Nik: In the Northeast and Mid-Atlantic, one of the big things that’s coming for us is offshore wind, and developing these deepwater ports and staging areas to get these massive construction projects going off-shore … Well, I think Louisiana has a lot to teach us. So the new Reserve is going to be bringing industry knowledge and connections and a model of how communities coexist with massive, massive industry. You’re all about community, Kelly. Are you heading up the friends group? What’s your role in all this?
Kelly: I’m with the organization St. Mary Excel, which advocates for economic and cultural opportunities here in St. Mary Parish.
Nik: Sidebar for those not of Colonial French Government Descent—is a “parish” a town, a city, or a county unit?
Kelly: We call a county a “parish” down here. We like to be different.
Nik: Got it. Continuez, s’il vous plaît.
Kelly: Anyway, once we saw that we were getting nominated as a site for a Reserve, we jumped on it. To educate the community about what this could mean to us, the benefits … My partner in crime, Margaret Theriot, and I spearheaded all kinds of community relations events. We went to city councils, parish councils, school boards; we went to the schools to talk to the kids; we went to the docks and talked to the fishermen; we went everywhere to just tell people about what this can do and get their support.
We have three big cities that are around us; there are 450,000 students within 75 miles—not just Morgan City, but Lafayette, Baton Rouge, and New Orleans can get here. There are kids that have never experienced these waterways. Even in our area, maybe 10% of the population actually gets to experience Atchafalaya. It’s gonna give a lot of opportunities of all different kinds.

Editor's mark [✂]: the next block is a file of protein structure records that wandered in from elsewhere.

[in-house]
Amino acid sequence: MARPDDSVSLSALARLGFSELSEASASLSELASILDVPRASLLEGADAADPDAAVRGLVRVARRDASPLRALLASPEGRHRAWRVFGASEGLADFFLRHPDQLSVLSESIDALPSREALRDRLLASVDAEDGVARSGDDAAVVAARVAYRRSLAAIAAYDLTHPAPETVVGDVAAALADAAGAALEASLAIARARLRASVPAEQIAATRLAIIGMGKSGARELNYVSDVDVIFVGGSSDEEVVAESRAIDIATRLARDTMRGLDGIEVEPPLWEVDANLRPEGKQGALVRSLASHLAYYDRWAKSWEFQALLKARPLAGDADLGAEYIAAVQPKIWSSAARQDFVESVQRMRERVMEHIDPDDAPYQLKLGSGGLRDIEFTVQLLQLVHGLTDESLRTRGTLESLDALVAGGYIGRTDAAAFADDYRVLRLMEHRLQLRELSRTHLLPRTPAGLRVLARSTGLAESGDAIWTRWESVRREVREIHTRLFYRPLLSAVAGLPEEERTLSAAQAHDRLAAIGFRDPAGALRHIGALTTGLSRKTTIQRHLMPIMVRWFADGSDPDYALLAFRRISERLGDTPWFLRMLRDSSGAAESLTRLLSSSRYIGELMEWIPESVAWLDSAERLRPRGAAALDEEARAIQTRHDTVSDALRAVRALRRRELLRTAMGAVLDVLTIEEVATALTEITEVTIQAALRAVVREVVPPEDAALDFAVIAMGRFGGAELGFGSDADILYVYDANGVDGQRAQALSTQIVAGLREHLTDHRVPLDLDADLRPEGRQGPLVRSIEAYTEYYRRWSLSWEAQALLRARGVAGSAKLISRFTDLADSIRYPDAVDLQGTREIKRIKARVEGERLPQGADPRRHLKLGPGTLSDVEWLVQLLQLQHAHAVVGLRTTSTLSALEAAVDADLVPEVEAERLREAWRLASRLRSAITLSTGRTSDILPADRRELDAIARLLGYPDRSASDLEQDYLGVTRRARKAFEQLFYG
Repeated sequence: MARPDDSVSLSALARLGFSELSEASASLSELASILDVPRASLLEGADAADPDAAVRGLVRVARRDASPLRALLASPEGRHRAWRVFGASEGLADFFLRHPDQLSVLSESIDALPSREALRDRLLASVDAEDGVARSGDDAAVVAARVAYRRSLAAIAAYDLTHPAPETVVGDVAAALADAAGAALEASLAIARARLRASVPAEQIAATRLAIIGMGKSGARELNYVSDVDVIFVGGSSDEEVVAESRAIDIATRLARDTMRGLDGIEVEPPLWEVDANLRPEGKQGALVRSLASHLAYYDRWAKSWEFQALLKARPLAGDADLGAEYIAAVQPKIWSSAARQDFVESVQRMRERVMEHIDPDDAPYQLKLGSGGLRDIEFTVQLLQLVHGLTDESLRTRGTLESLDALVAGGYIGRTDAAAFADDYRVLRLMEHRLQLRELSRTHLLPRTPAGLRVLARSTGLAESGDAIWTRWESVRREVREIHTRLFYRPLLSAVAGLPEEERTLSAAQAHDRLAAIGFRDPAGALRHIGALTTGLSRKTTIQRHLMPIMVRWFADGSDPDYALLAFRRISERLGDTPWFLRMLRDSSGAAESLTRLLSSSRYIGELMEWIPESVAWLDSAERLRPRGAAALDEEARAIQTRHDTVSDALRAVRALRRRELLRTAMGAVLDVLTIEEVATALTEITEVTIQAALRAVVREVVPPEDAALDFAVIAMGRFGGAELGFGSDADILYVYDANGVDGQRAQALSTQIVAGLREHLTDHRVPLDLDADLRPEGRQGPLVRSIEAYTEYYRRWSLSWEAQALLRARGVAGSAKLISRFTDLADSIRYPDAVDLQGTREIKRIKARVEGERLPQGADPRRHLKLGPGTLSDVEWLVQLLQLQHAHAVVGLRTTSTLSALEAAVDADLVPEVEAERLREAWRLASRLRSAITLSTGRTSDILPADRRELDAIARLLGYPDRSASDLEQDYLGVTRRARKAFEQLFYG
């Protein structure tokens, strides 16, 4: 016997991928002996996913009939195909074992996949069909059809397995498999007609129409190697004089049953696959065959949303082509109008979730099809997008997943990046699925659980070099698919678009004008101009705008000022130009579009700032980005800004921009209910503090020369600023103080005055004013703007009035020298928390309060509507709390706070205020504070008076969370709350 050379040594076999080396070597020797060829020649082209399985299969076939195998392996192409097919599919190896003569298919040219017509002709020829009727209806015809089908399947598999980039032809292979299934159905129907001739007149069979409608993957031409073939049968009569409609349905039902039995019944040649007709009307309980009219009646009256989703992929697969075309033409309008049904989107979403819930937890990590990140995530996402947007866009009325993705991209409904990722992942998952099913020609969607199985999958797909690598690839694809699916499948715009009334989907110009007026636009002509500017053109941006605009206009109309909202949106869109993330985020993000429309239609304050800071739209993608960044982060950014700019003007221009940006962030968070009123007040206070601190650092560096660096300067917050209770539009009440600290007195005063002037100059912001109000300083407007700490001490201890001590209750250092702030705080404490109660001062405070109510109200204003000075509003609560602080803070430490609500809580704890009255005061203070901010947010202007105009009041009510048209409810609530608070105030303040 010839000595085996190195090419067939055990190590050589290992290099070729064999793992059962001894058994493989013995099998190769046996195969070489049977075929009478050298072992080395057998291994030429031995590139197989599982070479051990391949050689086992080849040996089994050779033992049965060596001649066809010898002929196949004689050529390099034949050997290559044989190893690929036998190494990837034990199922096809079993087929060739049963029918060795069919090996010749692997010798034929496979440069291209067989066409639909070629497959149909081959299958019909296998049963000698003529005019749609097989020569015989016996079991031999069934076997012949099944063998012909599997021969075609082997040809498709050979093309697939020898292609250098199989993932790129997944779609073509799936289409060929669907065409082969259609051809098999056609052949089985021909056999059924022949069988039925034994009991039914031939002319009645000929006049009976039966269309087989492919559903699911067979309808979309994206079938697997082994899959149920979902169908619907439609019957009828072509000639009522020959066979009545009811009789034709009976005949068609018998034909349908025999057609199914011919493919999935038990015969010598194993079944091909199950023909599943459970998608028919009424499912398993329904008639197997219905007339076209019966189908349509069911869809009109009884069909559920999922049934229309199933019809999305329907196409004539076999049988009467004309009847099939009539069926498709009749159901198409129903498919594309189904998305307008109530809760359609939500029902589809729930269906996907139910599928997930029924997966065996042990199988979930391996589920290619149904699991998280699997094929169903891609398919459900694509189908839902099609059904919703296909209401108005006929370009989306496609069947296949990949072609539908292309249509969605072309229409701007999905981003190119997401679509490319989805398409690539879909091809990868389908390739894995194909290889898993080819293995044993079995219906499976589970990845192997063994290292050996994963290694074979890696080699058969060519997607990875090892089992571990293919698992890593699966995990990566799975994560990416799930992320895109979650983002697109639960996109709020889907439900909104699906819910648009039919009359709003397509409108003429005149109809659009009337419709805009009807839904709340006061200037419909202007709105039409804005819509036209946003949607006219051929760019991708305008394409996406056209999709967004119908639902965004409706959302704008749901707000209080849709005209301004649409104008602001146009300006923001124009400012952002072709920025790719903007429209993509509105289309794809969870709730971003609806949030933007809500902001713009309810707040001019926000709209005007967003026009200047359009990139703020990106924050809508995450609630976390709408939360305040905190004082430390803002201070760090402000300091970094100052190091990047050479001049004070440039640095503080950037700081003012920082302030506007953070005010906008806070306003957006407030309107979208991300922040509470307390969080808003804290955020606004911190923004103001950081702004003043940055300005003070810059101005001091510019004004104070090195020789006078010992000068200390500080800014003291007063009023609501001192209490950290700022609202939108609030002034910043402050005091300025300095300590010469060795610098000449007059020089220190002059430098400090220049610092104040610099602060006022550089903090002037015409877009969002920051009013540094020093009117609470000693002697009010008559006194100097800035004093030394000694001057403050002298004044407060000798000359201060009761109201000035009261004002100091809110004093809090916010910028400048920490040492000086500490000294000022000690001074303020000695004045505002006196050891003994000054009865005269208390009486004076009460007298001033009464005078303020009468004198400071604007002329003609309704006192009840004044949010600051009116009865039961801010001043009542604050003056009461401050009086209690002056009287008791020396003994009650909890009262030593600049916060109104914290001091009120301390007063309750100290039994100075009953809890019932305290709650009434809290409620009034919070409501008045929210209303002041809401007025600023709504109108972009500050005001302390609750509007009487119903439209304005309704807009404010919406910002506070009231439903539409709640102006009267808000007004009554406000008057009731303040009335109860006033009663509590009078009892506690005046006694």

Plus, we’ve got a lot to share about being resilient, being able to deal with anything that comes our way: fires, hurricanes, oil and gas extraction, then coming back stronger. I think that’s important for us to bring to the Reserve System. We’re gonna learn a lot and people are gonna learn a lot from Louisiana.
Kelly presenting during the site selection process.
Kelly and Margaret Theriot.
Nik: Your state’s been the missing tooth in the smile around the coasts for four decades now. So how has the designation process been going? Have you encountered any kind of friction or pushback yet, or questions?
Kelly: Of course! I embrace the questions; we want the questions. Working with Kristin Ransom—she’s awesome.
Nik: A known dilettante and pirate. You’re in good hands.
Kelly: She says that she wants to hear the concerns. We frequently hear “it’s gonna bring more regulations.” No, it’s not. But the fishing industry, they’re so protective and proud of what they have. We were at a town hall meeting and a fisherman got up and spoke out, with his son next to him, and he had his questions and at the end, he was, like, I am for this because I want to hand what I have to my kids. And I see that this is going to help us continue to do that.
Nik: What convinced him? What did he hear from you all?
Kelly: They were afraid of federal and state involvement, that there would be rules and regulations, that they can’t do what they’re doing, when actually this Reserve is going to enhance what we have already. We talked about the monitoring systems that will support them, and that the Reserve is going to study and keep the environment that we live in already. The fisherman had mentioned that he’s not catching as much fish; there is potential for Reserve studies to help our waterways and help them run a more efficient industry.
Nik: I saw “Forrest Gump, “ so I know ALL ABOUT shrimping, but what else is being fished?
Kelly: Crawfish is a huge industry. We haul 110 million pounds annually.
Nik: What!? We do 100 million pounds of lobster in Maine, and lobsters are four times the size!
Kelly: That’s just in our area. It’s about $120 million of economic impact. There’s seafood shops around here that sell out of crawfish on Friday and Saturday nights during Lent—it’s crazy. I lived in Colorado for a while; we used to get them shipped up. Louisianans like to eat!
Nik: True dat. Where is the Reserve right now in the process?